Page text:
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Will Kangaroo Farts Save the World?

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You've read some outrageous headlines although perhaps none as silly, or as fact-based as that.

Kangaroo flatulence is actually being studied very seriously as a way to prevent greenhouse gas build up in the atmosphere.

I'll explain that below, but first a brief outline of the problem to make the need for the work clear.

Of course there are still people who think we aren't experiencing global warming, but any gardener knows that growing seasons have extended by up to a month and even the growing zones (showing what plants can survive in a location) are moving north in the U.S. by hundreds of miles.

These days the wild weather around the world is generally agreed to be either due to atmospheric instability or perhaps a stone calendar carved by the Mayans. (Global warming doesn't just mean it will get warmer everyplace, it means it will get warmer overall with lots of new weather patterns everyplace.)

Personally, I think the 2012 Mayan calendar is misinterpreted because the final symbol on the map probably translates as "2012-5012 continued on next stone."

Regardless of whether you think global warming this is caused by man made emissions or is just a part of nature really doesn't matter because it isn't the cause that is serious but the threat itself.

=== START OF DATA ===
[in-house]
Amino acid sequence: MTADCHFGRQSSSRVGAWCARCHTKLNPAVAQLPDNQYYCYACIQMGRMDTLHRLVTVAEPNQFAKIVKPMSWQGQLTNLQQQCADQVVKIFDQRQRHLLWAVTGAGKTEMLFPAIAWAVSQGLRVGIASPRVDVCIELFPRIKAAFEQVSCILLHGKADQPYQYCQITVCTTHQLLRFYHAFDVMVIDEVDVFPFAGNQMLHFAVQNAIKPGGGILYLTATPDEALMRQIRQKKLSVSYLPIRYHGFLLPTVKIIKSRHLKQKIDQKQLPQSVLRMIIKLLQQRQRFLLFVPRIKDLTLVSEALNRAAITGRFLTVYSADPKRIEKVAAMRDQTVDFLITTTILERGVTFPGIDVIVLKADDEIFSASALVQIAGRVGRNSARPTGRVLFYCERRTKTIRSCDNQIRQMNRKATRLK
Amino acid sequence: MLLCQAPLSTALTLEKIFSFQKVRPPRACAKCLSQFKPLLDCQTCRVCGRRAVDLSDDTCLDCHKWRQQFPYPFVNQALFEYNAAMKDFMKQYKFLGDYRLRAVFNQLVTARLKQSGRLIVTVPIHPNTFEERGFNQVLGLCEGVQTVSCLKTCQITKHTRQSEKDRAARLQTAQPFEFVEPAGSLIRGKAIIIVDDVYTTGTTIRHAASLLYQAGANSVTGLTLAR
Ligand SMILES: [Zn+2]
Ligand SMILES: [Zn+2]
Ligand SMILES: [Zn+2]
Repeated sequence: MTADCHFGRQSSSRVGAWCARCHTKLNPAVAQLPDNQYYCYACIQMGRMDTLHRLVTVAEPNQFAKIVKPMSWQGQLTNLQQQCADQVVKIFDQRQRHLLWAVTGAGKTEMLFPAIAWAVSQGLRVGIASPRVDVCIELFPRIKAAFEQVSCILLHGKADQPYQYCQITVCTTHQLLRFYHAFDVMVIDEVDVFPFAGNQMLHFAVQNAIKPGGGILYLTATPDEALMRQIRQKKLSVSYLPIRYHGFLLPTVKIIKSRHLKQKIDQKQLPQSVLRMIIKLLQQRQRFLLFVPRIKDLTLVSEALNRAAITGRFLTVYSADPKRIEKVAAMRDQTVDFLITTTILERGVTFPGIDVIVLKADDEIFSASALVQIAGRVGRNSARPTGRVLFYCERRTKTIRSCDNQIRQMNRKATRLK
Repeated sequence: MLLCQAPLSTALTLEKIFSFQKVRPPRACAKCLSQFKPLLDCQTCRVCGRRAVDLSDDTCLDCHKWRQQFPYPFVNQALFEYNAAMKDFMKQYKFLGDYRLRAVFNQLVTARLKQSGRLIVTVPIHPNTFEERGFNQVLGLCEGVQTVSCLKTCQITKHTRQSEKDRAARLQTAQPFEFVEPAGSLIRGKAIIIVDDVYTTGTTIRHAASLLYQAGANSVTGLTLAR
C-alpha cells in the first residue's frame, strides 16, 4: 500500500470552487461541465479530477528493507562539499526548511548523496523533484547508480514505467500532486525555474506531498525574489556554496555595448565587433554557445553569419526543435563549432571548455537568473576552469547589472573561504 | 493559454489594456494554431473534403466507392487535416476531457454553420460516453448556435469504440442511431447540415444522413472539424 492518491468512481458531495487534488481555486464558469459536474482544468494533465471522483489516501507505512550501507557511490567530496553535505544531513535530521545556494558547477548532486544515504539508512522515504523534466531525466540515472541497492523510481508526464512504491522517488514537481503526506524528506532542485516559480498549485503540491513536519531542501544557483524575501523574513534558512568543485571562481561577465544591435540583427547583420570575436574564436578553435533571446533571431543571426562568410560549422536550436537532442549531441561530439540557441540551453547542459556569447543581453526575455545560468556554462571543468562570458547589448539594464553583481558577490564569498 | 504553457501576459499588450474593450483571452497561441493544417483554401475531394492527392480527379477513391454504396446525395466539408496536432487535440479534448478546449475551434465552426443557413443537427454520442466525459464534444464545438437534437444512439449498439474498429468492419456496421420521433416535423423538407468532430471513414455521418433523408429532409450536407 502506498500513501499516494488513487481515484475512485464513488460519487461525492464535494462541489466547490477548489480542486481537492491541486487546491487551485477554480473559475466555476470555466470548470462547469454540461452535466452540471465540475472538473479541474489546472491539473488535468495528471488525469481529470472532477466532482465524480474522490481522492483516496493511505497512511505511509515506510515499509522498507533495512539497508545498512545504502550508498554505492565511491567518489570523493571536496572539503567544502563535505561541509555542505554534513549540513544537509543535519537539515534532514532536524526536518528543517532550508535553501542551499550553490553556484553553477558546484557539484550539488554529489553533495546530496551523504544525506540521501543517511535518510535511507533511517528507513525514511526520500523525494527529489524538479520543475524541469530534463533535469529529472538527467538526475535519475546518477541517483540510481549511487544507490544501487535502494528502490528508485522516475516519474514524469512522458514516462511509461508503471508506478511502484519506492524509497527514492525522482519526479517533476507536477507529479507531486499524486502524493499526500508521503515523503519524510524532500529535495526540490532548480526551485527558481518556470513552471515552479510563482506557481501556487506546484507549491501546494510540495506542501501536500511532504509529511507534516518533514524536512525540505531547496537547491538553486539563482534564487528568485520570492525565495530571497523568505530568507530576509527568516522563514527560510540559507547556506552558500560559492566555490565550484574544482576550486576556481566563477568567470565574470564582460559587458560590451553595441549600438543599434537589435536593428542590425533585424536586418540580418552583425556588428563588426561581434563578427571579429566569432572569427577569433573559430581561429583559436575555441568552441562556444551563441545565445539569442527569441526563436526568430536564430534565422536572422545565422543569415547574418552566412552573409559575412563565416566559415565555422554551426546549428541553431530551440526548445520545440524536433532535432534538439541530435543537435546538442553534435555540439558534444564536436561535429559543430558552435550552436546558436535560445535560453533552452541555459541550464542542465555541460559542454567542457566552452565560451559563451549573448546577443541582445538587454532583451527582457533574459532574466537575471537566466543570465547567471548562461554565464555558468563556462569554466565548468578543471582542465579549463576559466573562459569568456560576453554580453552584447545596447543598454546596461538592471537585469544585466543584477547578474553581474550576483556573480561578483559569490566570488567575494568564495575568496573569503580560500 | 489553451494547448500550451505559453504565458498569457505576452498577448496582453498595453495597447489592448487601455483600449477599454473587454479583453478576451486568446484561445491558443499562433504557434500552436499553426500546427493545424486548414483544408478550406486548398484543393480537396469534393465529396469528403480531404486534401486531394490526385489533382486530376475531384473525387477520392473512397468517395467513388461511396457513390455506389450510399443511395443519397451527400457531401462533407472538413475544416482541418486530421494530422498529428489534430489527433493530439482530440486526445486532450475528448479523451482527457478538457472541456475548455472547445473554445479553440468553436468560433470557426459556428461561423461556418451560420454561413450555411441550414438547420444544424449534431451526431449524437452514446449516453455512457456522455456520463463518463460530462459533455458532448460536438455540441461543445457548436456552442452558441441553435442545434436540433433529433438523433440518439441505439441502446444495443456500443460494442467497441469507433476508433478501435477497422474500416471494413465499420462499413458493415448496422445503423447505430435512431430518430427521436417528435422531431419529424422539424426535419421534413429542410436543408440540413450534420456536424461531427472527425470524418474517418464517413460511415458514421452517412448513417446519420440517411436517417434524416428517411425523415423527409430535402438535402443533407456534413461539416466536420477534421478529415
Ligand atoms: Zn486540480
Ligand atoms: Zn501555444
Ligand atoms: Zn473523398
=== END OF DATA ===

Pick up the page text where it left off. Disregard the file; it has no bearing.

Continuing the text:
Methane gas is a major greenhouse gas and, believe it or not, cattle and sheep are major producers of methane - REALLY major, perhaps producing as much as half the methane released each year.

Now to the giant rats known as kangaroos.

It turns out that, unlike sheep and cattle, the bacteria found in kangaroo stomachs don't produce methane when they digest green matter such as grass.

Researchers in Australia are working on a way to get these same bacteria to grow and populate the stomachs of sheep and cattle which could, according to a report in the December 13, 2007 issue of Nature, reduce total world-wide methane emissions by 15%.

More recent research has shown that kangaroos also process their food more efficiently so perhaps if this project works cattle and sheep will not only produce little or no greenhouse emissions but could also grow faster and waste less food.

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John McCormick (www.15767.com) is a reporter, /science/medical columnist and finance and social commentator, with 17,000+ bylined stories. Contact John through NewsBlaze.

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